Scaling data capability to make information more interoperable and available is the priority of Caroline Bellamy, chief data officer and director of the Ministry of Defence.
FINN caught up with Bellamy at DSEI to talk about how data will “fuel” command control advantages and the measures the sector is taking to increase diversity.
She explained why data was an important priority of the Ministry of Defence. “Data enables information, it enables intelligence, it enables insight,” she explained. “It’s the fuel for exploitation that we want to drive advantage out of, be that military advantage, operational advantage, decision making advantage and Command Control advantage – it is the fuel by which we’re going to be able to do those things.”
Data: “a critical asset”
“So, crystal clear importance that we will curate that data, that we serve it well so that the people who need to exploit our data in whatever way they want to do that, be that in the commands, in the operational areas or in decision making, that that data is fit for purpose and understood. It is a critical asset for us.”
Bellamy spent 30 years outside the public and government sector. She said the challenge within the ministry was exactly the same as within the private sector, boosting efficiency of data usability to combat hostile threats.
She said: “What we’ve got to do is get better at scaling our capability, making our data more interoperable more easily, making our data available at the point of relevance and readiness whenever it needs to be so. In industry, we’ve had exactly the same challenges as organisations have grown and have expanded. They want to make decisions with all the information coordinated and collected for them to make those best decisions, actions or operations on or to do their analytics on. So the principles are very similar.”
Defence sector: “the leviathan of connected enterprise”
Bellamy talked of the “privilege” of working and learning about data during her career and the possibilities of its application within the wider defence sector. “What the defence sector offers clearly is not only the defence sector in UK, but partners, industries, allies, wider government, it’s sort of ‘the leviathan of connected enterprise.’ And what we’re seeking to do through Defence Digital and each of our functional initiatives and digital backbone and our common data capabilities, is really to drive that coherence, and that commonality, and that’s exactly the same message that we’re driving and have been driving in industry.”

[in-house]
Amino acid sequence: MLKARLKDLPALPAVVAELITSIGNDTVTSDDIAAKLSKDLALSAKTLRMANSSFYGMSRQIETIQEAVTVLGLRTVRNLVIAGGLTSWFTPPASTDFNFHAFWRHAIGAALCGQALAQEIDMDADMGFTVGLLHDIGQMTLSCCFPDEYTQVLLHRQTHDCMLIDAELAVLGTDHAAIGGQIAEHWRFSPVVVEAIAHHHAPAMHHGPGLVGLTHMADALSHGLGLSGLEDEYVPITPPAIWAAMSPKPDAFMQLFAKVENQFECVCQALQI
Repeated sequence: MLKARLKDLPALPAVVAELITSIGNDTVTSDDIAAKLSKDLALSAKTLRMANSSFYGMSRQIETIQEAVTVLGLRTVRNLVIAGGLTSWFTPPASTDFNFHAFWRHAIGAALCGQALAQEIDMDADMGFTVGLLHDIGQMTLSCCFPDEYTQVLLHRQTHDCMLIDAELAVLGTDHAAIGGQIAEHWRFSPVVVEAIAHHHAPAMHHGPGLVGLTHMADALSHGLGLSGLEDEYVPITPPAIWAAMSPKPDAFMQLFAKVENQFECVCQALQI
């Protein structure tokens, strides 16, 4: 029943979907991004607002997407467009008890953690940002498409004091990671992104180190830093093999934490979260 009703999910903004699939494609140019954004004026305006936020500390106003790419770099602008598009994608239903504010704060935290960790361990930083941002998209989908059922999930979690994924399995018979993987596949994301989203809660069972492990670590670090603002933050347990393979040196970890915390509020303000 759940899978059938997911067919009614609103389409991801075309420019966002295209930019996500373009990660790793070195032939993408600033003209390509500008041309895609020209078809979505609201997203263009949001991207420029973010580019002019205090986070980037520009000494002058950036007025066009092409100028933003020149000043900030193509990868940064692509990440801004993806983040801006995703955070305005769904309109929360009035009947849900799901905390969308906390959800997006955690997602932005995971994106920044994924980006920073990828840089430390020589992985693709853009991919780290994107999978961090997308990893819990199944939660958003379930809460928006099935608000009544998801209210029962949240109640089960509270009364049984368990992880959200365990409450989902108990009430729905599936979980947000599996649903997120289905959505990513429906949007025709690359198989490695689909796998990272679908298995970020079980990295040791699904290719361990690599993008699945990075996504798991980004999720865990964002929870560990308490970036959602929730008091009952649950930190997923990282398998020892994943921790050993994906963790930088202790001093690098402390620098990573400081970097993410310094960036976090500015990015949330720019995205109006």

One of the challenges faced by both the Ministry of Defence and wider industry is to attract more women into the data sector. Women in Defence announced the 30 by30 initiative at DSEI, an ambition to increase female representation across all levels of seniority to a minimum of 30 per cent by 2030. Bellamy said work was already underway on changing perceptions of data as a career opportunity and said creating a greater awareness of the opportunities and engagement would help showcase data as an exciting career.
Greater transparency will lead to greater diversity
Bellamy called for “more transparency” about the work achieved in data to position it as an exciting and wide ranging career. She explained: “Data is an entire career right through from capturing and curating data, the more traditionally known aspects of data, right through to its exploitation, data science, analytics, reporting, decision making, there are career opportunities in all of those areas.”
She also added that there were opportunities for those without military backgrounds to take up positions in the sector, just as she had done. “Whilst there is tremendous opportunity for military colleagues to come into those roles. There’s also tremendous opportunity for people to come into those roles from outside the sector. So it’s an appeal factor. We know in the marketplace that actually women in almost every sector of every role are not as represented as they need to be.”
“What’s tremendous through Women in Defence and the 30 by 30 initiative is a real targeted goal to correct that, to make it interesting and to offer those careers in an organisational construct that makes that doable, makes you feel welcomed, that we’re open and talk about the diversity of different ways of working.”